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Recently I mentioned the new Steam Deck Repo website, allowing people to upload and download custom Steam Deck Boot Videos, well now there's an easy to use app (GitHub) to go along with it.

This makes grabbing videos quicker and easier than ever. It's only just released so the Steam Deck Repo Manager app is limited but a perfect start to stop users having to make folders, and move files around manually. It also goes to show how fun and exciting the Steam Deck modding scene is, with new things appearing all the time.

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Additionally, according to xpaw from SteamDB on Twitter, Steam Deck Boot Videos will be coming to the Steam Points Shop. They track lots of changes happening to the Steam Client, with new language strings appearing in an update clearly showing it's in Valve's plans. Looking on GitHub, you can clearly see what they're doing. Some of the new strings include:

  • "Redeem_Equip_SteamDeckStartupMovie": "You can select your Startup Movie by going to Settings => Customization on your Steam Deck."
  • "ShopPageTitle_SteamDeckStartupMovie": "Steam Deck Startup Movies"
  • "Redeem_UsePoints_SteamDeckStartupMovie": "Use your Steam Points to get this Steam Deck Startup Movie. You can set this movie to play when your Steam Deck starts up."
Article taken from GamingOnLinux.com.
Tags: Steam Deck, Apps, Meta
15 Likes
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8 comments

Arehandoro 12 Oct
Just a few days ago I mentioned this in another post, and now they're real options. Thanks, community, I feel heard!
To be honest, I feel much more confident about sticking a file in a folder or two than I do about installing applications from Github. Especially on a system that will dump non-Flatpak applications after a while.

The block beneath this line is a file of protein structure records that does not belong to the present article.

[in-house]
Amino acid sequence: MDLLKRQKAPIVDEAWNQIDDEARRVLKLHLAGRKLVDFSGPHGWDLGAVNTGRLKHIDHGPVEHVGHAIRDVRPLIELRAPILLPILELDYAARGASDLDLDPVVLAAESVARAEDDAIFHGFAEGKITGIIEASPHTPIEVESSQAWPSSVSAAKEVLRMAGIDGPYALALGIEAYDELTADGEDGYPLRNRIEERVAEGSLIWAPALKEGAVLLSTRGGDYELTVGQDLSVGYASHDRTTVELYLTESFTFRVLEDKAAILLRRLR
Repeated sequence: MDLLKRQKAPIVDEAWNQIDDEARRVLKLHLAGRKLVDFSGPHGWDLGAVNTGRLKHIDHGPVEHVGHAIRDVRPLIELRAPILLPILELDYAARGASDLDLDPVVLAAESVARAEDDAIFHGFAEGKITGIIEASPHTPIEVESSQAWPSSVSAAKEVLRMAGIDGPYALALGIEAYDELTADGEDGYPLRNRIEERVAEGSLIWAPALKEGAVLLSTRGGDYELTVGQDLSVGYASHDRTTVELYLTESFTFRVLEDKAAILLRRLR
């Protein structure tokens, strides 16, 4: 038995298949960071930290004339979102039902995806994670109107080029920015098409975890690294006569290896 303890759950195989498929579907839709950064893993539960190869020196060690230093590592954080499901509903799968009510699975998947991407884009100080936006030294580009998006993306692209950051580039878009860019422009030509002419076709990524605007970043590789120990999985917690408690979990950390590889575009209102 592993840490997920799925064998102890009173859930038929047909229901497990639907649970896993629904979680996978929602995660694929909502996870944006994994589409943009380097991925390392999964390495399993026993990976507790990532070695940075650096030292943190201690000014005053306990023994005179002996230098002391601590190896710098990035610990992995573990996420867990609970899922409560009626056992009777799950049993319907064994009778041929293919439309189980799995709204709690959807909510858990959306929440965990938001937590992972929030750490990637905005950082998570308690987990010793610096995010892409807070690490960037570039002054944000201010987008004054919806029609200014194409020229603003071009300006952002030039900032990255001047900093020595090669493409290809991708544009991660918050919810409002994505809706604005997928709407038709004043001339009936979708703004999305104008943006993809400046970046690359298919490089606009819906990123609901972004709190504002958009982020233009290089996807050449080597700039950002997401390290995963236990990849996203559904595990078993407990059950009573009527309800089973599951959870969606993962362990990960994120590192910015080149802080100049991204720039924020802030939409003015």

WorMzy 12 Oct
Finally -- a use for the 200k steam points I've accumulated.
ST34MF0X 12 Oct
Quoting: Purple Library GuyTo be honest, I feel much more confident about sticking a file in a folder or two than I do about installing applications from Github. Especially on a system that will dump non-Flatpak applications after a while.
Quoting: Purple Library GuyTo be honest, I feel much more confident about sticking a file in a folder or two than I do about installing applications from Github. Especially on a system that will dump non-Flatpak applications after a while.


There is no part of this process which would be overwritten by an OS update. And no, standalone scripts and portable applications, as well as appimages are persistent so long as they are stored in userspace. Please don't spread misinformation.
Liam Dawe 12 Oct
Quoting: Purple Library GuyTo be honest, I feel much more confident about sticking a file in a folder or two than I do about installing applications from Github. Especially on a system that will dump non-Flatpak applications after a while.
As already mentioned, nothing about this gets overwritten and it is a Flatpak application. Not sure where you got either idea from in this.
Quoting: Liam Dawe
Quoting: Purple Library GuyTo be honest, I feel much more confident about sticking a file in a folder or two than I do about installing applications from Github. Especially on a system that will dump non-Flatpak applications after a while.
As already mentioned, nothing about this gets overwritten and it is a Flatpak application. Not sure where you got either idea from in this.
Apologies; I don't usually go off half-cocked. I just read "there's an easy to use app (GitHub)" and concluded that it was something I'd have to install from Github, which normally means "not packaged in any user-friendly way".

And I didn't know from stand-alone scripts or whether this was one; all the article says is that it's an "app", which last I checked was short for "application", and my understanding is that normally "applications" other than Flatpaks are not persistent in SteamOS past the next update. Now that I've been corrected it's clear there's something technical about the nature of this "application" that makes it not like that, but as I say, there's nothing in the article that says so.


Last edited by Purple Library Guy on 12 October 2022 at 7:57 pm UTC
Liam Dawe 12 Oct
Even if it wasn’t a Flatpak, that doesn’t change anything. You can run standalone apps just fine on Steam Deck and always have been able to. It’s just the Arch repo installing that’s not on by default.
1xok 15 Oct
Oh, finally something where I can use these points. :)
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